The TARDIS is the vehicle Doctor Who uses to travel around space and time and have his adventures. Standing for Time And Relative Dimensions In Space, it is bigger on the inside than the outside and contains a tantalising number of rooms.
The TARDIS is a unique vehicle, capable of travelling not only through space, but also through time. It even has a chameleon circuit, which changes the external appearance of the TARDIS so it blends into the background. Unfortunately for the Doctor, the TARDIS’s chameleon circuit broke many years back when it was in the form of a 1950’s British blue police box. As the Doctor hasn’t had the time or been able to repair it, the TARDIS still takes this form today. The actual reason for the shape of the TARDIS was based on financial concerns of building a new model every episode.
The name TARDIS doesn’t refer to just one device, but is the generic name for the type of vehicle, like car refers to many different types. The Doctor’s vehicle is an obsolete type 40 TARDIS that he “borrowed” when he left Gallifrey (his home world) under a shadow.
Whole generations of children have prayed for the day they would find a blue police box on the street corner and would open the door to find the Doctor standing behind the console, inviting them for a trip.
How does The TARDIS work?
The TARDIS dematerialises from one place space / time and then reappears in another, accompanied by the familiar wheezing and groaning sound as the light on top flashes.
Powered by the nucleus of an artificial black hole, the TARDIS also occasionally requires mercury (for its fluid links), a rare ore called Zeiton 7 and Artron energy. Artron energy comes from the minds of Time Lords and is a form of temporal energy.
The TARDIS links in with the Time Lord who owns it through a process of imprinting (using the Rassilon Imprimatur). This imprinting provides the Time Lord with the ability to withstand the pressures of time travel. Without this imprinting he would dissolve into his component molecules and disappear. This imprinting is a safeguard against misuse of a TARDIS – a crime which under Time Lord law carries only one penalty – death.
The difference in size of the inside of the TARDIS to the outside is explained by the TARDIS being dimensionally transcendental. This means that the outside of the TARDIS exists in one dimension, i.e. ours, and the inside in a separate dimension. When you step through the doors you enter the alternative dimension or pocket universe of the inside of the TARDIS.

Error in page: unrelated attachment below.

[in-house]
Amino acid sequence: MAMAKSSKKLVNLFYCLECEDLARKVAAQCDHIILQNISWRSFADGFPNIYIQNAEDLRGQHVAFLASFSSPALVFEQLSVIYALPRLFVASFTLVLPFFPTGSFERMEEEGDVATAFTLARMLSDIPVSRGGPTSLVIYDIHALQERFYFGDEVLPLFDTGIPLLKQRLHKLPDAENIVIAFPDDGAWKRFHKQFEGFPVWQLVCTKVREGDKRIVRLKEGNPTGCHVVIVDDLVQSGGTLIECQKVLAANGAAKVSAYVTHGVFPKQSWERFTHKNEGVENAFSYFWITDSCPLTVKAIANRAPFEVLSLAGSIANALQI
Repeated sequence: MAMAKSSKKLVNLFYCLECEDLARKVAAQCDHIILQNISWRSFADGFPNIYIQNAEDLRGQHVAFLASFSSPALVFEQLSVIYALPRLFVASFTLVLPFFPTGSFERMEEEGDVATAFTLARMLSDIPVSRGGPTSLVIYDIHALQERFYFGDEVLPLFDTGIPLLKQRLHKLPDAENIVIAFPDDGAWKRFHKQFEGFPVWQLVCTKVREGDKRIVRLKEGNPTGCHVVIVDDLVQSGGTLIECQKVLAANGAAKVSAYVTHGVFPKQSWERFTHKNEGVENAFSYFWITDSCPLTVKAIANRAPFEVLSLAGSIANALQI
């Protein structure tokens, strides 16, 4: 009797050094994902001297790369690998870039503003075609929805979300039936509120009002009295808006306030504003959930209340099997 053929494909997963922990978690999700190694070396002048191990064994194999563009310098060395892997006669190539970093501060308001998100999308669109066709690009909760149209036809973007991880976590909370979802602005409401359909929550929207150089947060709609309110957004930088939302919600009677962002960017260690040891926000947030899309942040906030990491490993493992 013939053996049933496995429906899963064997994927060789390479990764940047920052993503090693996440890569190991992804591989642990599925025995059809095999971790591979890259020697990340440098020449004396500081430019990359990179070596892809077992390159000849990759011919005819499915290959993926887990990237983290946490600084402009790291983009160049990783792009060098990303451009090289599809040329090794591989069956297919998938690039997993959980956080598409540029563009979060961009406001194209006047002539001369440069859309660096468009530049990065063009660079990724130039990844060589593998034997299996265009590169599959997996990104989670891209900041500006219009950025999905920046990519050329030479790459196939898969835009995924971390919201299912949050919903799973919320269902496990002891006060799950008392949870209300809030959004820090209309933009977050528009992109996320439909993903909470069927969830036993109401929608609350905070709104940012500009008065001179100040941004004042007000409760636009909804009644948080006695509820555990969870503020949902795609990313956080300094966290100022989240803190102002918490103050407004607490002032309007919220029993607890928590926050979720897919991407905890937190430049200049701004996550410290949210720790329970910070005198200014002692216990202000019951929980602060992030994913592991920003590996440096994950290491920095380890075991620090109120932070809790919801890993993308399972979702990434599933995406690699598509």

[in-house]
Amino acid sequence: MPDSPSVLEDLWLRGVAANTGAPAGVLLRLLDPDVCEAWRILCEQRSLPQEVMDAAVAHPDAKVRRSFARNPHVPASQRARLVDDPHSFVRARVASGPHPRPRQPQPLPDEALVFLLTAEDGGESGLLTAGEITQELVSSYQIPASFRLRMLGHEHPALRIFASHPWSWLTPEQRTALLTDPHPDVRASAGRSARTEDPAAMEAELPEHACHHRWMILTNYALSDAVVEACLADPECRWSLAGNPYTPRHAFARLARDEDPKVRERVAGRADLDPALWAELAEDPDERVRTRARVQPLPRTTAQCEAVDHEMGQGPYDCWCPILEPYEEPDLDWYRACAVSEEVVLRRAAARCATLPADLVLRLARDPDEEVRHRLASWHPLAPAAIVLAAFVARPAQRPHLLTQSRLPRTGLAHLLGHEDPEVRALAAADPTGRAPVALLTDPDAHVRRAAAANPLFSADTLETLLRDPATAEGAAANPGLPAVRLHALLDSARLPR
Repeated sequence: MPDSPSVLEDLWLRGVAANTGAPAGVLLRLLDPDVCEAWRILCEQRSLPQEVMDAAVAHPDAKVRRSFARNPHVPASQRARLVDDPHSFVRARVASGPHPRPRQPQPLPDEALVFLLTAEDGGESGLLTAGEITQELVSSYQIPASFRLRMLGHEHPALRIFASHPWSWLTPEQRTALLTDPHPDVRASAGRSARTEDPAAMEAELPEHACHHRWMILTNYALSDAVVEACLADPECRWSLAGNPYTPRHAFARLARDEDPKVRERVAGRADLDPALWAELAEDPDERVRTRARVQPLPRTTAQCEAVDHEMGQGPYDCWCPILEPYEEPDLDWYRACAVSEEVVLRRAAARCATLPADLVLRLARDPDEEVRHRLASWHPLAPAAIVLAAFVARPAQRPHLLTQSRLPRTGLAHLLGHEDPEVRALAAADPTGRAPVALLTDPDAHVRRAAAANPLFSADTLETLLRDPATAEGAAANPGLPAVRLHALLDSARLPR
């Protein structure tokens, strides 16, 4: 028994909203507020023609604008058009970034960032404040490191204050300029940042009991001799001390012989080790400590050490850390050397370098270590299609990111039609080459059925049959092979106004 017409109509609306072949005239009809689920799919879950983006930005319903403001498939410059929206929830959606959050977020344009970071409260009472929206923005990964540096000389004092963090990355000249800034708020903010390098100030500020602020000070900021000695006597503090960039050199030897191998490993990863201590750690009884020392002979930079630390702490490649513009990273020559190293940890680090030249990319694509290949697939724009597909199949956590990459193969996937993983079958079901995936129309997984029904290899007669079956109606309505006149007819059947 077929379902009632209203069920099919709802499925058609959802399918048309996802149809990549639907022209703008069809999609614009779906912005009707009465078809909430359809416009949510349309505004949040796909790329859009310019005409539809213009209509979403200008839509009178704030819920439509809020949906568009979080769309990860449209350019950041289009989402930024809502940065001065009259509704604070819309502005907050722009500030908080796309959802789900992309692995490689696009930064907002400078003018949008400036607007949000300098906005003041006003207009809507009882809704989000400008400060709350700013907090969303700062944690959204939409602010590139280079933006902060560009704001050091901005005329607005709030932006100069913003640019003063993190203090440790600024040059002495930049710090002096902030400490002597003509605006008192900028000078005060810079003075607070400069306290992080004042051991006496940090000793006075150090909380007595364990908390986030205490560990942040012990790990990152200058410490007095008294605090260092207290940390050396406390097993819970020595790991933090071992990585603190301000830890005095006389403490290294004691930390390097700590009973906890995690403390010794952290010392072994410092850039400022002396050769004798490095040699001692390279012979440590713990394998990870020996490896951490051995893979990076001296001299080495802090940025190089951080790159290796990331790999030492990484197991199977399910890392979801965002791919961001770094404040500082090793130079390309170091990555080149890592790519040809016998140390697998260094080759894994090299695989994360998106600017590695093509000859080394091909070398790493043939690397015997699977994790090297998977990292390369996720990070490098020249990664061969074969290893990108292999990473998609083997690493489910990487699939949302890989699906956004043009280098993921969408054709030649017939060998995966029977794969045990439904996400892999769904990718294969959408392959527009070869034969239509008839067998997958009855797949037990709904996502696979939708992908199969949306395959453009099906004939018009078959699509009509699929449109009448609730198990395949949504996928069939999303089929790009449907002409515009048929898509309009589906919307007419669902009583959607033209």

Inside The TARDIS
The full extent of the inside of the TARDIS has never been revealed, but we know that it has a huge wardrobe area, an art gallery, a swimming pool, medical bay, storage areas and room for Jon Pertwee’s car, Bessie. Whereas the inside of the TARDIS is not infinite, it is large enough to provide a backdrop and material for many an episode.
Of course, the inside of the TARDIS has changed over the years. The Doctor “does up” the TARDIS, makes changes and repairs it. This can be seen in the changes in the main console room and comments from the second Doctor in the episode The Three Doctors confirm this. “Ah, I see you’ve been doing the TARDIS up a bit! I don’t like it.”
And as you can imagine, with a vehicle as old as the TARDIS (at least 900 years) it is inclined to break down. We frequently find the Doctor, and more recently Captain Jack, with his head inside a panel repairing another system that has broken.
One of the most useful features of the TARDIS is its ability to translate language for its occupants. This feature, however, is linked to the Doctor as was seen in the 2005 Christmas Invasion special. When the Doctor was experiencing trouble regenerating, Rose couldn’t understand Sycorax’s language. When the Doctor recovered to save the day, the translation feature worked again.
The TARDIS has become an icon of British culture, a throwback to an earlier year and a different society. And now with the return of Doctor Who to our screens a whole new generation of children have started to scour the streets, looking for the TARDIS to materialise.